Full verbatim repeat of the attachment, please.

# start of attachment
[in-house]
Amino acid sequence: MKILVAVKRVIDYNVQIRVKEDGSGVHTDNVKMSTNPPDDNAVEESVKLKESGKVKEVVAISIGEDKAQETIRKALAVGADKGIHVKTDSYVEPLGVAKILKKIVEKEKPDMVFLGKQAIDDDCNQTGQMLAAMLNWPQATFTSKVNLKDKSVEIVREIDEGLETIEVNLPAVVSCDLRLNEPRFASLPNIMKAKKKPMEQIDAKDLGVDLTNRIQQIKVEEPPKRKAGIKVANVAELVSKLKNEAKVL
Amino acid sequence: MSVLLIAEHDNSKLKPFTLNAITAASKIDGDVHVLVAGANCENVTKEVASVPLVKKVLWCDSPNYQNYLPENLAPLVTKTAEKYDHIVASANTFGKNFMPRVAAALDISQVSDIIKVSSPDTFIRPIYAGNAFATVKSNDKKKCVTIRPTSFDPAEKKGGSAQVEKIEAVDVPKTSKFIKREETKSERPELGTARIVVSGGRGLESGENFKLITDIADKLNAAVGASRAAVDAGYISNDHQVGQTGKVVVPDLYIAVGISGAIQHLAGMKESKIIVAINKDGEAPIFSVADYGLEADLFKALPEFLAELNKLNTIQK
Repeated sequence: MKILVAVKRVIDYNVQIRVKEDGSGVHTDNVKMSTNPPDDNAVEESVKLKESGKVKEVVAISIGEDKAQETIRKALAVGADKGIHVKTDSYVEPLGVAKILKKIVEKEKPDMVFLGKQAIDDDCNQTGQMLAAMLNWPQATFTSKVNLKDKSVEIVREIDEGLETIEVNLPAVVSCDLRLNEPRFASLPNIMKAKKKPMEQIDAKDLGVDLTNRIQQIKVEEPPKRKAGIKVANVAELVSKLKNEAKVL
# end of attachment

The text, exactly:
[in-house]
Amino acid sequence: MKILVAVKRVIDYNVQIRVKEDGSGVHTDNVKMSTNPPDDNAVEESVKLKESGKVKEVVAISIGEDKAQETIRKALAVGADKGIHVKTDSYVEPLGVAKILKKIVEKEKPDMVFLGKQAIDDDCNQTGQMLAAMLNWPQATFTSKVNLKDKSVEIVREIDEGLETIEVNLPAVVSCDLRLNEPRFASLPNIMKAKKKPMEQIDAKDLGVDLTNRIQQIKVEEPPKRKAGIKVANVAELVSKLKNEAKVL
Amino acid sequence: MSVLLIAEHDNSKLKPFTLNAITAASKIDGDVHVLVAGANCENVTKEVASVPLVKKVLWCDSPNYQNYLPENLAPLVTKTAEKYDHIVASANTFGKNFMPRVAAALDISQVSDIIKVSSPDTFIRPIYAGNAFATVKSNDKKKCVTIRPTSFDPAEKKGGSAQVEKIEAVDVPKTSKFIKREETKSERPELGTARIVVSGGRGLESGENFKLITDIADKLNAAVGASRAAVDAGYISNDHQVGQTGKVVVPDLYIAVGISGAIQHLAGMKESKIIVAINKDGEAPIFSVADYGLEADLFKALPEFLAELNKLNTIQK
Repeated sequence: MKILVAVKRVIDYNVQIRVKEDGSGVHTDNVKMSTNPPDDNAVEESVKLKESGKVKEVVAISIGEDKAQETIRKALAVGADKGIHVKTDSYVEPLGVAKILKKIVEKEKPDMVFLGKQAIDDDCNQTGQMLAAMLNWPQATFTSKVNLKDKSVEIVREIDEGLETIEVNLPAVVSCDLRLNEPRFASLPNIMKAKKKPMEQIDAKDLGVDLTNRIQQIKVEEPPKRKAGIKVANVAELVSKLKNEAKVL